Perception of Competition Among Social Enterprises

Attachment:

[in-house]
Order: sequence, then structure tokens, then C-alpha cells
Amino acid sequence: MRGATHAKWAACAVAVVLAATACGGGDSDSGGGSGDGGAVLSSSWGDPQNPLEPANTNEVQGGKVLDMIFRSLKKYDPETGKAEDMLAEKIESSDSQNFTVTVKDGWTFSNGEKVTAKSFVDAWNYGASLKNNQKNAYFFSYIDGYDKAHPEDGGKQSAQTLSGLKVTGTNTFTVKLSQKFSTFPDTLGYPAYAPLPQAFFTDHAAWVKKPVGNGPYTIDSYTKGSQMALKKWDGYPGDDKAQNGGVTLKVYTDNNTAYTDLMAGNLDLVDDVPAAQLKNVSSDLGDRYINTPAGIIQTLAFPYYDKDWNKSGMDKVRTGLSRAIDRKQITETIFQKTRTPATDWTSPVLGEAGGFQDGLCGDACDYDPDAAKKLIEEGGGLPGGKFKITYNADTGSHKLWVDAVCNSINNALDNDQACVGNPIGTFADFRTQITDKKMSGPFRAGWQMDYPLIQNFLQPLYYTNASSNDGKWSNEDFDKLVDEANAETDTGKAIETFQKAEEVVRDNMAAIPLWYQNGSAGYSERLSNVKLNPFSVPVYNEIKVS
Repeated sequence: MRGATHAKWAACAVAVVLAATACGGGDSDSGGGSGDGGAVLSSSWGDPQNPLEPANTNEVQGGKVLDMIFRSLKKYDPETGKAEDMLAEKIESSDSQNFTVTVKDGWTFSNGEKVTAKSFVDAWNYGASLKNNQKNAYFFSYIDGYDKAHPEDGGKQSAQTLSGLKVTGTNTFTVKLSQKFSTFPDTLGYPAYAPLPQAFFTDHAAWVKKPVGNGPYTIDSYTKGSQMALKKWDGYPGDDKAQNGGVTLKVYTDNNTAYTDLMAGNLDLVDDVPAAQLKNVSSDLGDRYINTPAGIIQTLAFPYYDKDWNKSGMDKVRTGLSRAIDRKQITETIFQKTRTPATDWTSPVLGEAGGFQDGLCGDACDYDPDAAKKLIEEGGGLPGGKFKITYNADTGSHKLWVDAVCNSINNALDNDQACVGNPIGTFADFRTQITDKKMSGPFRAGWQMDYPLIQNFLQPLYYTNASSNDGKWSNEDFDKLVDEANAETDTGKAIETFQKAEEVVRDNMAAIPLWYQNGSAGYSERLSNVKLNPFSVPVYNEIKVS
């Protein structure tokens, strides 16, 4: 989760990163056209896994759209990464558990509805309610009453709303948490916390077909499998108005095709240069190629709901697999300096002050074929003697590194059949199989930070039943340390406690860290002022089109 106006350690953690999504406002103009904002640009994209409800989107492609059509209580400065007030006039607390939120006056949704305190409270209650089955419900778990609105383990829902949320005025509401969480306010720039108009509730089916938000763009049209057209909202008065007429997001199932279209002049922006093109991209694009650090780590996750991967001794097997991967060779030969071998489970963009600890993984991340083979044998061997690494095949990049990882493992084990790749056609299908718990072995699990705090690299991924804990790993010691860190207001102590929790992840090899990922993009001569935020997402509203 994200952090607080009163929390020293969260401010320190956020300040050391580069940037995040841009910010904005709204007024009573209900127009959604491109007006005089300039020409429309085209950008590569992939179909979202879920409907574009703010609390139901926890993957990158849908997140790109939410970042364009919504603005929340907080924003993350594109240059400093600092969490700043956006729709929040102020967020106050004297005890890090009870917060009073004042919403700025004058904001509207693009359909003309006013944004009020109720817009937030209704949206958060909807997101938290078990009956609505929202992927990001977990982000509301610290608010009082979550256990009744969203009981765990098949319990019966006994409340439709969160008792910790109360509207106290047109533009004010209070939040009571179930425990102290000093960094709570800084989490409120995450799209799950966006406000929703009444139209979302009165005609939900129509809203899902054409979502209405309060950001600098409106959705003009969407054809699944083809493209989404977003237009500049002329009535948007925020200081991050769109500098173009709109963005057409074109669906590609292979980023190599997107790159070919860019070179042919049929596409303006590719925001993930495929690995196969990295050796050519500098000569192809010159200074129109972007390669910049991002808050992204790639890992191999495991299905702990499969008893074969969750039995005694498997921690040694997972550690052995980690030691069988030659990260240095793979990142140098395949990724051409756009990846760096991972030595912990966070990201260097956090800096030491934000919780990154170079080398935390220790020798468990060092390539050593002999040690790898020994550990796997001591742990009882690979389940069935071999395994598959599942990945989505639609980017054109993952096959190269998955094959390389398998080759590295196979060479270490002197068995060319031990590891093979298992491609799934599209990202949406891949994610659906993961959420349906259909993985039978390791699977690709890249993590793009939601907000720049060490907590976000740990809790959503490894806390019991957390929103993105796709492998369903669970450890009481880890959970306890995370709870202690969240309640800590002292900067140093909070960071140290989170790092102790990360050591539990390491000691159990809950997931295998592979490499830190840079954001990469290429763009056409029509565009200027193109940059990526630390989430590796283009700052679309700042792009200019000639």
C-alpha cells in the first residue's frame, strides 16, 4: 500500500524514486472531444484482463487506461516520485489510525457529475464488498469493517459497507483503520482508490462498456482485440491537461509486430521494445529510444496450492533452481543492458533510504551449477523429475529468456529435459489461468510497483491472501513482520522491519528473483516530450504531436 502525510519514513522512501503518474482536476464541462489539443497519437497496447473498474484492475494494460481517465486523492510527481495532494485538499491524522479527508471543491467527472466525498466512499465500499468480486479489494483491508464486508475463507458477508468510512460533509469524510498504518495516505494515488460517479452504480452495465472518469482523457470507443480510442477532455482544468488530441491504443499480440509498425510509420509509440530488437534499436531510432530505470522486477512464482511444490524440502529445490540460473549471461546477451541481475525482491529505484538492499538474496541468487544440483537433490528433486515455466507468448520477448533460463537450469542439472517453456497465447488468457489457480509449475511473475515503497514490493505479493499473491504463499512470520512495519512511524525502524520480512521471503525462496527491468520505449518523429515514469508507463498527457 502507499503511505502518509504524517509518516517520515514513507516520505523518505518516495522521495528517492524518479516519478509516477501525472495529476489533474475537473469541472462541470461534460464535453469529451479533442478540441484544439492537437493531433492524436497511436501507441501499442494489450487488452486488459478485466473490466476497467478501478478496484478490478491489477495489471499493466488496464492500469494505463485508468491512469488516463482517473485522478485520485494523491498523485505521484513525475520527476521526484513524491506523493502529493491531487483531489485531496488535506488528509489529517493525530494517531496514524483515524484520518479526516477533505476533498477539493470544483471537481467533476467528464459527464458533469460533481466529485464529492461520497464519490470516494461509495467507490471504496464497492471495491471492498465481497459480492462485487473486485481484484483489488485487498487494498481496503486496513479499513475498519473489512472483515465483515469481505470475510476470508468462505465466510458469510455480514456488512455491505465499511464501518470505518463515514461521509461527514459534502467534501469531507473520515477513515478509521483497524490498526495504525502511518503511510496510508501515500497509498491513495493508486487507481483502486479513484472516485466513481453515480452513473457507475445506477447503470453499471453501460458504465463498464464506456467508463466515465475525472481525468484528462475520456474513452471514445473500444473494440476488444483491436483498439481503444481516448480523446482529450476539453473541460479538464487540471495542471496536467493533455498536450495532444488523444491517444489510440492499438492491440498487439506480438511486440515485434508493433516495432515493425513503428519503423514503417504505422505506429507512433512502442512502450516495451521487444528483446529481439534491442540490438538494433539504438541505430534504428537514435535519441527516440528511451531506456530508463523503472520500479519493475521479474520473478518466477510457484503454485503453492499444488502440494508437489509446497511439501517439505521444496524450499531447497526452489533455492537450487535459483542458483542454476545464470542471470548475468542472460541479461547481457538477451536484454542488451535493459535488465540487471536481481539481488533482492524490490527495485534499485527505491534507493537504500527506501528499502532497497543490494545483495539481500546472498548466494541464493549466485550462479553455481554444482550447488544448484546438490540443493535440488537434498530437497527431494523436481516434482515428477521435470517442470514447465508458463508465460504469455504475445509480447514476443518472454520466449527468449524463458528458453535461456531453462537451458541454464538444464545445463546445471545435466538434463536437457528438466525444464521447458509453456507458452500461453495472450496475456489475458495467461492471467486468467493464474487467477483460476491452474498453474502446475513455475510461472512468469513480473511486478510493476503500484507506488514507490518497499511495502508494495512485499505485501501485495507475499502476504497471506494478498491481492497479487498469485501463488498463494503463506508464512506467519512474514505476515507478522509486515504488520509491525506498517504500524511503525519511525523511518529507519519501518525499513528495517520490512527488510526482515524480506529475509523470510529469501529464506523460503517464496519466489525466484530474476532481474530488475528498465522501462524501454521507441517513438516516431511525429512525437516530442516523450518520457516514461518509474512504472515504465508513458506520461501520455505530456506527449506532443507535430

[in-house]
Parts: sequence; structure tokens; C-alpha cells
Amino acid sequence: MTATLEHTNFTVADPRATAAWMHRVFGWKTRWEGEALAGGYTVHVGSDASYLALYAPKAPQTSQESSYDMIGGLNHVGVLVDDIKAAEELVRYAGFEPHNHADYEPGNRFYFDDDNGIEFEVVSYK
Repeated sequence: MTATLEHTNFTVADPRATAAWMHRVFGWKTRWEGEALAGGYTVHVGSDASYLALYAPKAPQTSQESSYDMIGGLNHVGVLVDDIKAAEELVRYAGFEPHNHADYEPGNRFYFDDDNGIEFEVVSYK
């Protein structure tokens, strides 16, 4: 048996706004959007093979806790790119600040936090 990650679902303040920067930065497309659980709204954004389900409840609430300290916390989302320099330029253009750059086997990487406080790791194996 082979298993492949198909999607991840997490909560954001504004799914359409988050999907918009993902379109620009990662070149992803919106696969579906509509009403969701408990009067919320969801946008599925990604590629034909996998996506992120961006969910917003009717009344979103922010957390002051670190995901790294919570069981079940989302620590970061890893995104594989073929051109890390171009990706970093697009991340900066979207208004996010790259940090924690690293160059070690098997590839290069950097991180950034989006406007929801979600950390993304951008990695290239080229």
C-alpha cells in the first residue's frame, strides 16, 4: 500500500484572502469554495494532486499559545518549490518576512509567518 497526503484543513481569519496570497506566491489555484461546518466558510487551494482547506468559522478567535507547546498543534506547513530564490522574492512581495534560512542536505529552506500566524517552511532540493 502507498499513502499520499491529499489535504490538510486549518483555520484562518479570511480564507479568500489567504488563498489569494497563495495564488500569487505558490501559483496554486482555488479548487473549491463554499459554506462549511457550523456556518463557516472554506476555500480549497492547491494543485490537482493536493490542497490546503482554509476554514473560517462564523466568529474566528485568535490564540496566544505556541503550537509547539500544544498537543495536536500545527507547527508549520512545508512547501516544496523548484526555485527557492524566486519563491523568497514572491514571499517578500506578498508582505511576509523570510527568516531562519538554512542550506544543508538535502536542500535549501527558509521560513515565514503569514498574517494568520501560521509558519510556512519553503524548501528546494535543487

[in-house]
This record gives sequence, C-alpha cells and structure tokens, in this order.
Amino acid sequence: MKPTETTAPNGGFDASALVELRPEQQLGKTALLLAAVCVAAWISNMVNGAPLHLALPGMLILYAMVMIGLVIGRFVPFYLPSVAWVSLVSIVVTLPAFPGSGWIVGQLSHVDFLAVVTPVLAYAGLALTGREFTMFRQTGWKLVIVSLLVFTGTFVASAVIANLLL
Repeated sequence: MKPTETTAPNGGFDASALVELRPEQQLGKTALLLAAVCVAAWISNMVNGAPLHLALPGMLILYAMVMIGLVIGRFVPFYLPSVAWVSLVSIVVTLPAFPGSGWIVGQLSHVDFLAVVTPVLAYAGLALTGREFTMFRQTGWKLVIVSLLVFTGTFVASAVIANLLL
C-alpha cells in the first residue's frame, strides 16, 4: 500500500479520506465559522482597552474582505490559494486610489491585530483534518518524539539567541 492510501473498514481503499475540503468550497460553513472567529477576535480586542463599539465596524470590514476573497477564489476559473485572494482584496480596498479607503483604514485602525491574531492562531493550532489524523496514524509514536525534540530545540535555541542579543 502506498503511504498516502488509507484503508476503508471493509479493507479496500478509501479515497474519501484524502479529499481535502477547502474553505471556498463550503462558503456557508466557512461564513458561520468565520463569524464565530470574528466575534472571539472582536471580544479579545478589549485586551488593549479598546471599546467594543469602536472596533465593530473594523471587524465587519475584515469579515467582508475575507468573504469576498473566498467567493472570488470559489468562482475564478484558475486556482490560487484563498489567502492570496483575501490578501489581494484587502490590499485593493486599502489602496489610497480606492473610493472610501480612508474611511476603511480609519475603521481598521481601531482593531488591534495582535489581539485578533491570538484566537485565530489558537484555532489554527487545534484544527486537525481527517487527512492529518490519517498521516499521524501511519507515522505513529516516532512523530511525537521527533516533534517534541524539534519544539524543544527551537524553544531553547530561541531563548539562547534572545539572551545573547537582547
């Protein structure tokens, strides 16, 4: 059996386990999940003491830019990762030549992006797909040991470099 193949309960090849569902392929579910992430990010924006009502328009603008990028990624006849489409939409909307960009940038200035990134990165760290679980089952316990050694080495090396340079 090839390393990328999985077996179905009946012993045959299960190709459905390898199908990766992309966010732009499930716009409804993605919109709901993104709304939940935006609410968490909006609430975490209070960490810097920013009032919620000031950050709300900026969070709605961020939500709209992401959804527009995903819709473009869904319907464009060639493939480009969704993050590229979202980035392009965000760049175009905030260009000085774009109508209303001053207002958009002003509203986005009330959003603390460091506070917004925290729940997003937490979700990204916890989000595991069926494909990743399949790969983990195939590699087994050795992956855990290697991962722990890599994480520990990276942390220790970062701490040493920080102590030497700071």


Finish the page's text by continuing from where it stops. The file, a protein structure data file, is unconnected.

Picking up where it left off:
This paper examines how social enterprises – organizations that use marketplaces to create both social and economic value – compete with one another and how they perceive of other social enterprises. I conducted a study in which I interviewed key executives of social enterprises in the second-hand textile marketplaces within North America and examined their perceptions of rivalry. My findings suggest that social enterprises categorized and developed mental models for how they perceived rivalry with other social enterprises. Specifically, the categorization of the type of social value that another social enterprise creates, and a subsequent identity comparison and orientation, led to different rivalrous responses: compassionate, marketplace, and ideological. My study builds upon perceptions of rivalry and examines a growing form of organizing: social enterprises.